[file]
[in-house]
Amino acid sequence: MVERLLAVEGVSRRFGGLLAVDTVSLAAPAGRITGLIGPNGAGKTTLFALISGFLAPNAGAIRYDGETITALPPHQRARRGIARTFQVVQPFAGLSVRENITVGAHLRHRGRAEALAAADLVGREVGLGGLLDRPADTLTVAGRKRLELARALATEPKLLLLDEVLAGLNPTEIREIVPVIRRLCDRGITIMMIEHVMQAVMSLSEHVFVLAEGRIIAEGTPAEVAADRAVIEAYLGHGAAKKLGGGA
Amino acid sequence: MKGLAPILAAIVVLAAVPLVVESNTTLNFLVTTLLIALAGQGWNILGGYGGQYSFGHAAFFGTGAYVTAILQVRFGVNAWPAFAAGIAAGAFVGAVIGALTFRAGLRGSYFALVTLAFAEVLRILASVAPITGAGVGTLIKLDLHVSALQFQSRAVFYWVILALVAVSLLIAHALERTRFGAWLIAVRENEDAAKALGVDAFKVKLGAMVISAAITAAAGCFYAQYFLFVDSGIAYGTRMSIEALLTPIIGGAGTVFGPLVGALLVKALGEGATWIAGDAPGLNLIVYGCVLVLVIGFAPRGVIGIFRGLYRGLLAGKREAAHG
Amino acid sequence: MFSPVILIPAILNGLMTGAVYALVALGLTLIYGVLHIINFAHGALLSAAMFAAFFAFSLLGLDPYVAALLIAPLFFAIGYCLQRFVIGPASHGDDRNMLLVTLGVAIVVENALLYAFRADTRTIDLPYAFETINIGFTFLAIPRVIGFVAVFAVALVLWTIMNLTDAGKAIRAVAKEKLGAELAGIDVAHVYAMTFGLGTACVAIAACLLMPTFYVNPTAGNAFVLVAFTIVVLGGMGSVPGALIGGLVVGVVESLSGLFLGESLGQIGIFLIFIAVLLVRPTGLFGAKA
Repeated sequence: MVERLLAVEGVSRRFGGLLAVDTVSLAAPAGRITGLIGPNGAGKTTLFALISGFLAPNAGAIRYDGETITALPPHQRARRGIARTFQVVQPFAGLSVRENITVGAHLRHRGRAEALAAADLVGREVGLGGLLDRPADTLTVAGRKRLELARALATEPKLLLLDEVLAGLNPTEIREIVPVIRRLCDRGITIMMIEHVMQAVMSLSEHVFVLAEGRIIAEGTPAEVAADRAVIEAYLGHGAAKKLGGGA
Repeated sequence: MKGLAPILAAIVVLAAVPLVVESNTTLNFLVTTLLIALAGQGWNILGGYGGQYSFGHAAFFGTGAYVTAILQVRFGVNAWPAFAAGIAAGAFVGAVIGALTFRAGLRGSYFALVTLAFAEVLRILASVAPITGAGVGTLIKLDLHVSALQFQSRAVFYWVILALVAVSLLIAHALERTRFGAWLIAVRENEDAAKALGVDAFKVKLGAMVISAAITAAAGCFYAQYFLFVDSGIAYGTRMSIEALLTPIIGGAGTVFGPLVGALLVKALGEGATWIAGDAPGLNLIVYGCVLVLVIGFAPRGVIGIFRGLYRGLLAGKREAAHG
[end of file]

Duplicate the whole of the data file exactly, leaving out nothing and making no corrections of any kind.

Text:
[in-house]
Amino acid sequence: MVERLLAVEGVSRRFGGLLAVDTVSLAAPAGRITGLIGPNGAGKTTLFALISGFLAPNAGAIRYDGETITALPPHQRARRGIARTFQVVQPFAGLSVRENITVGAHLRHRGRAEALAAADLVGREVGLGGLLDRPADTLTVAGRKRLELARALATEPKLLLLDEVLAGLNPTEIREIVPVIRRLCDRGITIMMIEHVMQAVMSLSEHVFVLAEGRIIAEGTPAEVAADRAVIEAYLGHGAAKKLGGGA
Amino acid sequence: MKGLAPILAAIVVLAAVPLVVESNTTLNFLVTTLLIALAGQGWNILGGYGGQYSFGHAAFFGTGAYVTAILQVRFGVNAWPAFAAGIAAGAFVGAVIGALTFRAGLRGSYFALVTLAFAEVLRILASVAPITGAGVGTLIKLDLHVSALQFQSRAVFYWVILALVAVSLLIAHALERTRFGAWLIAVRENEDAAKALGVDAFKVKLGAMVISAAITAAAGCFYAQYFLFVDSGIAYGTRMSIEALLTPIIGGAGTVFGPLVGALLVKALGEGATWIAGDAPGLNLIVYGCVLVLVIGFAPRGVIGIFRGLYRGLLAGKREAAHG
Amino acid sequence: MFSPVILIPAILNGLMTGAVYALVALGLTLIYGVLHIINFAHGALLSAAMFAAFFAFSLLGLDPYVAALLIAPLFFAIGYCLQRFVIGPASHGDDRNMLLVTLGVAIVVENALLYAFRADTRTIDLPYAFETINIGFTFLAIPRVIGFVAVFAVALVLWTIMNLTDAGKAIRAVAKEKLGAELAGIDVAHVYAMTFGLGTACVAIAACLLMPTFYVNPTAGNAFVLVAFTIVVLGGMGSVPGALIGGLVVGVVESLSGLFLGESLGQIGIFLIFIAVLLVRPTGLFGAKA
Repeated sequence: MVERLLAVEGVSRRFGGLLAVDTVSLAAPAGRITGLIGPNGAGKTTLFALISGFLAPNAGAIRYDGETITALPPHQRARRGIARTFQVVQPFAGLSVRENITVGAHLRHRGRAEALAAADLVGREVGLGGLLDRPADTLTVAGRKRLELARALATEPKLLLLDEVLAGLNPTEIREIVPVIRRLCDRGITIMMIEHVMQAVMSLSEHVFVLAEGRIIAEGTPAEVAADRAVIEAYLGHGAAKKLGGGA
Repeated sequence: MKGLAPILAAIVVLAAVPLVVESNTTLNFLVTTLLIALAGQGWNILGGYGGQYSFGHAAFFGTGAYVTAILQVRFGVNAWPAFAAGIAAGAFVGAVIGALTFRAGLRGSYFALVTLAFAEVLRILASVAPITGAGVGTLIKLDLHVSALQFQSRAVFYWVILALVAVSLLIAHALERTRFGAWLIAVRENEDAAKALGVDAFKVKLGAMVISAAITAAAGCFYAQYFLFVDSGIAYGTRMSIEALLTPIIGGAGTVFGPLVGALLVKALGEGATWIAGDAPGLNLIVYGCVLVLVIGFAPRGVIGIFRGLYRGLLAGKREAAHG